“Driving conditions will remain tricky and dangerous at times, with the risk of fallen trees, fallen power lines and spot flooding from the heavy rain.
“Temporary outdoor structures will be particularly vulnerable to the expected wind gusts.
“We’re advising the public to listen to their local travel advice and to keep a close eye on Met Eireann forecasts and warnings, as they may be updated.
“Whilst the heaviest rain has cleared, heavy and blustery showers are forecast for today and tomorrow and some of these will be a wintry mix of sleet, snow and hail – along with the strong winds this will make driving conditions tricky with reduced visibility on the road.”
Earlier, Housing Minister Darragh O’Brien warned: “We are only halfway through. The winds may increase, and are projected to do so later in the day and into the evening.
“Not that there’s any sense of complacency. The public have responded really well, but just to be on their guard.
“I think people should be on their guard throughout today and into tonight.”
After making landfall on Tuesday morning, Storm Barra caused flooding in southern parts of the country, particularly in parts of Co Cork.
The impacts have included a flooding of 23 premises in Bantry in Co Cork, some other properties in Galway city and in Cork city.
Emergency financial supports are to be put in place for businesses damaged by Storm Barra, which will not be impacted by the supports in place for those hit by Covid-19 restrictions.
Minister O’Brien on Tuesday had asked people in red and orange level areas not to travel for vaccinations.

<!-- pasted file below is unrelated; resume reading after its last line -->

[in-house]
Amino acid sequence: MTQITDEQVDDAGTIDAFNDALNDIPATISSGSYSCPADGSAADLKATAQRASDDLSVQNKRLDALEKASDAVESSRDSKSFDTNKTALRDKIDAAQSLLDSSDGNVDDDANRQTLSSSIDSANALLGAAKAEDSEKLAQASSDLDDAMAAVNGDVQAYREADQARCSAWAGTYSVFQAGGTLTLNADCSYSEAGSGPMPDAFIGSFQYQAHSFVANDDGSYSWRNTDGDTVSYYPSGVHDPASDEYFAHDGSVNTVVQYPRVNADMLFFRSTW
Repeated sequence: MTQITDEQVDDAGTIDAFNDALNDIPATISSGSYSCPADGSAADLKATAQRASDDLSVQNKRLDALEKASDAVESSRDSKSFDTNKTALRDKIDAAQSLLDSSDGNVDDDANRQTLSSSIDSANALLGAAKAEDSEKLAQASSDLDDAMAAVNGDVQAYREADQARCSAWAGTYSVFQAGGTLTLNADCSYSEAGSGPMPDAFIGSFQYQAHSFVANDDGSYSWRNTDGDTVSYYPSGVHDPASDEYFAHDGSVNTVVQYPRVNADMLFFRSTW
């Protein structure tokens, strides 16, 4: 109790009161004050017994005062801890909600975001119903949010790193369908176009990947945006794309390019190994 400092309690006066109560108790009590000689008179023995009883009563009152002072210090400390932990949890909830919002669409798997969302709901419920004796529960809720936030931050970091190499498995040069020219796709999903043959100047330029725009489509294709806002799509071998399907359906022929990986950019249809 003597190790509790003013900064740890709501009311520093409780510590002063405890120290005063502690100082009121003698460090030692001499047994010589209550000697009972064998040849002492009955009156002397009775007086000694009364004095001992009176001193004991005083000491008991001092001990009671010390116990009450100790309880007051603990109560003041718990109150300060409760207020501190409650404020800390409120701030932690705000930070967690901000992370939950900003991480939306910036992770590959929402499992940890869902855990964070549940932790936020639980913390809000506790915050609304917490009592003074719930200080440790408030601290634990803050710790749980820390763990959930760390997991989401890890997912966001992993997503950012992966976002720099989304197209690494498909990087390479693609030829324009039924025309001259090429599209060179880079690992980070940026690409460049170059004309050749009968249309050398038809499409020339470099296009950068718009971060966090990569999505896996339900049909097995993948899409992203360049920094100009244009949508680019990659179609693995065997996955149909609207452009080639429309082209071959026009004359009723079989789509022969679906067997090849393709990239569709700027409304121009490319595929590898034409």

“We’re saying these people particularly in red areas to stay at home, not to leave home, and for people not to take unnecessary trips in other areas,” he said.
“The reality of it is one day, or a day and a half, is not going to impact substantially on what we need to do, with regard to our booster programme.”
Information on any further vaccination and testing centre closures will be provided through the HSE website and social media channels.
Keith Leonard, chair of the National Emergency Coordination Group, earlier urged people to keep their mobile phones charged in case of emergency.
He said: “People should remember to keep their mobile phones charged, because there’s going to be significant power disruptions throughout the country today.
“And if you need emergency services, call 999 and 112.
“Even if your mobile phone is not showing coverage, there’s a good chance that you will be picked up on some signals.
“There will be disruption to the telecommunications networks throughout the country today.”
In Northern Ireland, at one stage on Tuesday afternoon over 5,000 homes and businesses were without power.
By around 3.30pm the number of customers without power had dropped to 3,500.
#StormBarra will bring disruptive weather to Ireland today and tomorrow, with impacts from severe, damaging winds as well as heavy rain. #Wind and #rain warnings are in place across Ireland 🍃⚠️☔️ pic.twitter.com/xAUnCLzYpa
— Met Éireann (@MetEireann) December 7, 2021
Gusts of 76mph at Orlock Head in Co Down and 71mph at Magilligan in Co Londonderry, among the strongest in the UK, were recorded by the Met Office.